Another thing you mentioned is damaged tips? This could indicate a mag problem, and the tip of the bullit hanging up on the lower feedramp up into the chamber could also cause the open hangup you described as the bolt is hung on the case rim and the tip is jammed on the feedramp with the round still hung in the feedlips of the mag. A quick check to perform is when it jams open, engage the safety, and while stillpointed downrange, try and remove the mag. If it is a jammed live round, the mag will most likley pull it clear of the bolt and the bolt will close and you will have a loose round come out with the mag, or have a damaged tipped round in the top of the mag. if the bolt stays open, look up inside the magwell and make sure there isn't a live round holding it open... If not, then something else, such as the crosspin in the carrier is holding it open.
 

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Discussion Starter #3
Okie dokie... I found the pin, and when I view down the groove of the bolt, I can see that the pin is in the channel just a teeny-tiny bit. I shall try to use a tiny rod to drift it back.

I'm inclined to use a very small allen wrench of an appropriate size and a hammer to lightly tap it back to center.

Is there any other advice on this particular issue?

Also, regarding mangled tips of the 308 bullets... that does seem like a magazine issue, however, as soon as I realized that was happening to the bullets, I took a dremel with a tiny sanding drum to the "mouth" of the magazine to make it wider. I tried to gauge when I was done with the modification based on when it appeared that the cartridge would slide forward without making contact with the lip of the magazine. It seems like the tips aren't taking a beating anymore, but it does look like the side of the bullet -- not the cartridge, the actual bullet -- is still getting a little bit of a skinning. Basically it appears that some of the jacket is getting scrapped off.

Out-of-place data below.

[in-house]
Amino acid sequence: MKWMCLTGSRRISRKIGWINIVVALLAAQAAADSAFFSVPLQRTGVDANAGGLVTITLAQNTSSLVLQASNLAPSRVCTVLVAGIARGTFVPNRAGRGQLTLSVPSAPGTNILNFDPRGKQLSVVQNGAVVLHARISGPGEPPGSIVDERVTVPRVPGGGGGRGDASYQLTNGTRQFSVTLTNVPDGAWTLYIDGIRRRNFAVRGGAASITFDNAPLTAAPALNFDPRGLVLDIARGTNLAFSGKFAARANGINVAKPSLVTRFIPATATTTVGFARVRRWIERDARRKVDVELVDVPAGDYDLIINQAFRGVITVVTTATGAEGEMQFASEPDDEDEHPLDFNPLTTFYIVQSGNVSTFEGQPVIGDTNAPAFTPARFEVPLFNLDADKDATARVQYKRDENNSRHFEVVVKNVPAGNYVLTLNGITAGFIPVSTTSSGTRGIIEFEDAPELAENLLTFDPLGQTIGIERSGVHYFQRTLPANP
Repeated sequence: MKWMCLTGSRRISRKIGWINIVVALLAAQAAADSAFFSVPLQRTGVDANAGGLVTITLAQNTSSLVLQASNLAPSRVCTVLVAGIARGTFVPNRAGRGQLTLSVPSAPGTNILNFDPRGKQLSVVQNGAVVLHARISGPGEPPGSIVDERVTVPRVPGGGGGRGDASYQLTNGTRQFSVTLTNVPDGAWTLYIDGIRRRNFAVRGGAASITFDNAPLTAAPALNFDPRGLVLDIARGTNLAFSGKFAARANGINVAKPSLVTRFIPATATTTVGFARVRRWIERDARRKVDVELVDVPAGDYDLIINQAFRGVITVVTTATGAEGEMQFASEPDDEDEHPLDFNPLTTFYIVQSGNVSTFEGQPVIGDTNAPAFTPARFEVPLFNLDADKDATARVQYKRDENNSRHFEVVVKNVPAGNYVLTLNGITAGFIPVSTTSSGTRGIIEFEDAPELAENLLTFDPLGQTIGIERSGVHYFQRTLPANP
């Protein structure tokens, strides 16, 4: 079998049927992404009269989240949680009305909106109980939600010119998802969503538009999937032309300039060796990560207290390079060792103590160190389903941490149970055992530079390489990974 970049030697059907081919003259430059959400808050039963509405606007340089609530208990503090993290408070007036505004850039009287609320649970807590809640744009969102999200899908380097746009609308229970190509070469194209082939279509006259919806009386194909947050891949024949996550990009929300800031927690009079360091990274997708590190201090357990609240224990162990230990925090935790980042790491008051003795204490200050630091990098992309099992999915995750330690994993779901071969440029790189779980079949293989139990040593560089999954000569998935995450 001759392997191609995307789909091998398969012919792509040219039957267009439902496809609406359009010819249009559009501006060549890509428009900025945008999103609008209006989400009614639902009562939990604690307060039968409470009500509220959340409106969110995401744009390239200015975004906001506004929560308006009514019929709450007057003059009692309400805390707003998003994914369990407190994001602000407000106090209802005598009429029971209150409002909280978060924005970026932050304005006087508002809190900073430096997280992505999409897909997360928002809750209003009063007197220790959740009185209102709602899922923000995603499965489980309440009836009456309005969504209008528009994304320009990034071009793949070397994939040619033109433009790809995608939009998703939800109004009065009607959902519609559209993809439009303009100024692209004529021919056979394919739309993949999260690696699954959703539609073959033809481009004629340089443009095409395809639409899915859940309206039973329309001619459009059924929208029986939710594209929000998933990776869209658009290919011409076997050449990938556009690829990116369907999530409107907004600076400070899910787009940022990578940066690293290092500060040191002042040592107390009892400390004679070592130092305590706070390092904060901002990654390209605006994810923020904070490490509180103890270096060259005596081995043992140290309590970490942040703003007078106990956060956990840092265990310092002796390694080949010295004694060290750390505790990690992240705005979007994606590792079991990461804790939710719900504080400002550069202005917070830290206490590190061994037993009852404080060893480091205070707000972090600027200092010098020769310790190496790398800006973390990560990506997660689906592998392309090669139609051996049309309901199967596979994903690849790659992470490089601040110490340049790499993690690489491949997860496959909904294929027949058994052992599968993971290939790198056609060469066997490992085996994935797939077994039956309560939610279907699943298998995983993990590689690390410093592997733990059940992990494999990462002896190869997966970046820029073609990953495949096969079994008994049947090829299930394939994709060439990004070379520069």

So I guess my question is; it seems odd that the magazines need to be modified that much, and does anyone else need to do this? Has anyone else seen some damage to their unfired cartridges? I only notice this because I've dry-cycled some cartridges through my gun. I realize that this is generally frowned on because stacking un-fired cartridges in the chute could lead to disaster -- but I keep the rifle on a towel, muzzle down, and ensure that the cartridge completely clears the gun before moving on to the next. Is it possible that more people are having beat-up cartridges but not noticing them because they aren't dry-cycling?

Thanks for the advice.